Mr. Noel-Baker

Is the hon. and learned Member now asking about full diplomatic immunities accorded to a head of a Mission?

Mr. Manningham-Buller

I am asking if he can state the number of British or other nationals who, since the 1944 Act, have been given the privileges a diplomat enjoys when accredited to His Majesty?

Mr. Noel-Baker

Yes, U.N.R.R.A. officials, five; representatives of Governments, 17; United Nations Information Organisation, officials, none; representatives, 10; Inter-Governmental Committee for Refugees, officials, one; representatives, none; War Crimes Commission, officials, none; representatives, 12; United Nations organisation proper, officials seven, representatives, none; Preparatory Commission of U.N.E.S.C.O., officials four, representatives, none; Transport Organisation, officials, three, representatives, none.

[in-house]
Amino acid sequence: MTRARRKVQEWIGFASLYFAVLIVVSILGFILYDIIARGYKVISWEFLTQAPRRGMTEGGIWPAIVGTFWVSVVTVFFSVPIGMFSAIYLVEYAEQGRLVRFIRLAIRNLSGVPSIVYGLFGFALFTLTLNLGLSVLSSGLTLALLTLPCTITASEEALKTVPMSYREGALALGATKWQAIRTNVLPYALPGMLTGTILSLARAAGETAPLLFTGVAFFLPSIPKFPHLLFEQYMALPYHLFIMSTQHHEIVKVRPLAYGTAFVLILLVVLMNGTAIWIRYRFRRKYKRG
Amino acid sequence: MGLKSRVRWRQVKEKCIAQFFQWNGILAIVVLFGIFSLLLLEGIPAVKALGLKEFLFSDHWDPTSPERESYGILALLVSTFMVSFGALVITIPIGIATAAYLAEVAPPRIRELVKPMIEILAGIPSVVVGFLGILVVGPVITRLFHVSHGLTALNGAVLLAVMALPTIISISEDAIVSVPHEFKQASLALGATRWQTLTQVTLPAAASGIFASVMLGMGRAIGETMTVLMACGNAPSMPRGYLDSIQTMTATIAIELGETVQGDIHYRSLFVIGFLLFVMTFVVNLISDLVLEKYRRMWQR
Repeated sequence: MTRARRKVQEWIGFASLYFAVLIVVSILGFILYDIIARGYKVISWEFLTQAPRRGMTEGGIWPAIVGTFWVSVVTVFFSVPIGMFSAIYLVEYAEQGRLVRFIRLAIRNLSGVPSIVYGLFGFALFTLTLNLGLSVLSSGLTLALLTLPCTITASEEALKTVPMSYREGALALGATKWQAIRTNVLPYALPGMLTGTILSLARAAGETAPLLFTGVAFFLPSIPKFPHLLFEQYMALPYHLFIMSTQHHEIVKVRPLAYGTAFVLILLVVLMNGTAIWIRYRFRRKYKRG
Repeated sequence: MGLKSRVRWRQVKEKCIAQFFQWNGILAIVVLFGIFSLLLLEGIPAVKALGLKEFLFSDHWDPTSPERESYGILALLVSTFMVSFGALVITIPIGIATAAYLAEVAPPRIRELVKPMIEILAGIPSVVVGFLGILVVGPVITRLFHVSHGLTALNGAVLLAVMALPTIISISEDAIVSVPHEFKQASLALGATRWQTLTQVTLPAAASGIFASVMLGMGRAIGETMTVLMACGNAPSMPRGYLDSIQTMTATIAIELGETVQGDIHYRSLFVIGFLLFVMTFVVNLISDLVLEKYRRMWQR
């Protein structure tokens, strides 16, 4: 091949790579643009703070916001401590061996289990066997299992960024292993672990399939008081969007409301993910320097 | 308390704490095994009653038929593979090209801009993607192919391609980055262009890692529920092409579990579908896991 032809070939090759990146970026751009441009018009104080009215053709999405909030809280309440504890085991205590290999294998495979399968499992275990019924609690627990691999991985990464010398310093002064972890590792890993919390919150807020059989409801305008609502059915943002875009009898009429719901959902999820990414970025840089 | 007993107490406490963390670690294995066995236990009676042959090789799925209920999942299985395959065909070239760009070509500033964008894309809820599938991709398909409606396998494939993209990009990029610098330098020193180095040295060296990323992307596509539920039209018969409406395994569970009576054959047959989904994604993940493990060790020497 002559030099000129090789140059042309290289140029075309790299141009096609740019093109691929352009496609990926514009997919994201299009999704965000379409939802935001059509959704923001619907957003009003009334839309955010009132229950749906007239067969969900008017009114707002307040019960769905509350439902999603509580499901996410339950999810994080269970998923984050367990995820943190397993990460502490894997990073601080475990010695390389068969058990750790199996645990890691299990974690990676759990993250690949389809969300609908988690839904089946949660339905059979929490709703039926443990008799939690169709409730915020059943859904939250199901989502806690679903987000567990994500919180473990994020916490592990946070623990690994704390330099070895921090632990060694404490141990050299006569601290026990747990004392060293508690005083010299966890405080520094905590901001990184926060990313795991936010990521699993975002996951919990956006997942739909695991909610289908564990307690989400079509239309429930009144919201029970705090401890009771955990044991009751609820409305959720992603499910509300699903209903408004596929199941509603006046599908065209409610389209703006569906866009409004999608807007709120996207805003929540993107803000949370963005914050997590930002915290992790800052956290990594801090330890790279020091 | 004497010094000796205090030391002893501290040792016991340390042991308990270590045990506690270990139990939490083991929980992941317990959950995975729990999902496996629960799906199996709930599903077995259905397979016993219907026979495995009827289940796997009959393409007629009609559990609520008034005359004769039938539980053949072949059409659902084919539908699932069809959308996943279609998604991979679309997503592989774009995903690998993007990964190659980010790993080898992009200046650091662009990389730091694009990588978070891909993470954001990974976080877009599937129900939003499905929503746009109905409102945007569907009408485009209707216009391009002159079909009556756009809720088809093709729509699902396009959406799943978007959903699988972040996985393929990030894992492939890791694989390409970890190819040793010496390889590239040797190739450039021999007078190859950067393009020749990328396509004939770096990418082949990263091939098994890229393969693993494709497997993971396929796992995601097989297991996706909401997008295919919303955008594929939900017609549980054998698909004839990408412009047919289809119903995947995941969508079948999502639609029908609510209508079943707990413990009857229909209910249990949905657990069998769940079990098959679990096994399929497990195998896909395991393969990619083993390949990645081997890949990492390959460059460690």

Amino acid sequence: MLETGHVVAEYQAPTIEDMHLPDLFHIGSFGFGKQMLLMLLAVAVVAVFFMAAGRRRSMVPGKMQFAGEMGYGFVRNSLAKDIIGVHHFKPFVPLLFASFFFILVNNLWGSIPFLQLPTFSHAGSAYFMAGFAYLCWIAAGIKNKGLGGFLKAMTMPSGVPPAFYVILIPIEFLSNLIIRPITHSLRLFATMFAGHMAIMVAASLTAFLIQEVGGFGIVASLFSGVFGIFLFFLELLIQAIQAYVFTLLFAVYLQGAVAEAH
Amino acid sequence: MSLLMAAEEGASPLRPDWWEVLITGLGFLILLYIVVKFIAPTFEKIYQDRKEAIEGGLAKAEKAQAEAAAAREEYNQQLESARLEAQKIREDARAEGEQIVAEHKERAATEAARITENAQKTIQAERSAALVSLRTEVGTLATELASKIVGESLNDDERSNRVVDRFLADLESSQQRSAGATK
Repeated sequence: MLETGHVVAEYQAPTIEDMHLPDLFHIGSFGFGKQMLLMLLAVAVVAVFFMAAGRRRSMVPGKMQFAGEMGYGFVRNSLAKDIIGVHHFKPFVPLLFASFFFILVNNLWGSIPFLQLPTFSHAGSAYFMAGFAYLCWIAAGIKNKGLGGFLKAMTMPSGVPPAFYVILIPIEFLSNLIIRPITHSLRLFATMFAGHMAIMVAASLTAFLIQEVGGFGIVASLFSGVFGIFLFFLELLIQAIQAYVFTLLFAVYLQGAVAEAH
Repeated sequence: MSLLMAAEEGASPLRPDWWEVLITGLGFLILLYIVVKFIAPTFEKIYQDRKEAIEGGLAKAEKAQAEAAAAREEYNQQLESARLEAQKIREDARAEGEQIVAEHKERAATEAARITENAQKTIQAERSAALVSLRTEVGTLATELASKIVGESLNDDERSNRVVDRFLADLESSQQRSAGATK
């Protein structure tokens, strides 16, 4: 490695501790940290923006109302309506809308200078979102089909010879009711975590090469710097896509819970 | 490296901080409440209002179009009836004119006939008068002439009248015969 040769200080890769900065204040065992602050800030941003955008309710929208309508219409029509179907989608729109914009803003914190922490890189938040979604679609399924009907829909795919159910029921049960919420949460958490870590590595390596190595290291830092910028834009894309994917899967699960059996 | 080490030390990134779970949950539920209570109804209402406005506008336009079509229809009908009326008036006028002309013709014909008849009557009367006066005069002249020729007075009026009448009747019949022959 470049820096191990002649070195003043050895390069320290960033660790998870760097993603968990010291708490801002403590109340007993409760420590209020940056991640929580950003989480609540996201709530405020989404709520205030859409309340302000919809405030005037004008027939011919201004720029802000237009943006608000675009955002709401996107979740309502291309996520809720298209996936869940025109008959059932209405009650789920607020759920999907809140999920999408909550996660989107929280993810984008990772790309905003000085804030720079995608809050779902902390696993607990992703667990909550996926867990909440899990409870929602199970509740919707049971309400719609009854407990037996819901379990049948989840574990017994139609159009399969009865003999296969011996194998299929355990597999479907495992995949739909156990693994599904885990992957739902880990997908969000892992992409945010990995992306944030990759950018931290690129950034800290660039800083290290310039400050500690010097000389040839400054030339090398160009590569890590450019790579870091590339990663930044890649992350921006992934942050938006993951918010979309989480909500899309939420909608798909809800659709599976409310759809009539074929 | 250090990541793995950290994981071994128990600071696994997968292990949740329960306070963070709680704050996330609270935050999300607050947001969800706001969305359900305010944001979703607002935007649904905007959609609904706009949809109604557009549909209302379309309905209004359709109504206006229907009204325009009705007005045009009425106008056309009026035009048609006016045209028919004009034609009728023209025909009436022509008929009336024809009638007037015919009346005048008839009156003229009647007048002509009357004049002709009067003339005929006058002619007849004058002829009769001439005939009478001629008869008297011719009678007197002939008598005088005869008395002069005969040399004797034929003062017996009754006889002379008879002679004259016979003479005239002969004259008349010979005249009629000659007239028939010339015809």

Perhaps I may come to the Amendment, the purpose of which is to prescribe in terms as close as possible to those of the Convention, the immunities, firstly, of the high officers of the Organisation, and, secondly, the immunities of representatives of Members to the Assembly and other conferences. That is to say, the substance of the fourth and fifth Articles of the Convention. It leaves out the experts. We are going to deal with those in another Amendment, so I will not mention them now. I fully understand the laudable purpose which the hon. and learned Gentleman and his friends had in putting down this Amendment and trying to make the Bill look as exactly like the Convention as they can. I said on Second Reading that that was an almost impossible thing to do. In point of fact, they have failed very seriously to do it. We cannot accept this Amendment. In the first place, it would only apply strictly to the United Nations organisation itself, and not to the other organisations which may, or may not be, under the United Nations; and we agreed, on the first Amendment mooed today, that we must cover such organisations, whether or not they are part of the United Nations system. If one tries to do these things in a Bill, one will, in some respects, do too much, and, in other respects, too little. In some respects one will not go far enough to carry out the intentions of the Convention, and, in other respects, one would go beyond what is needed.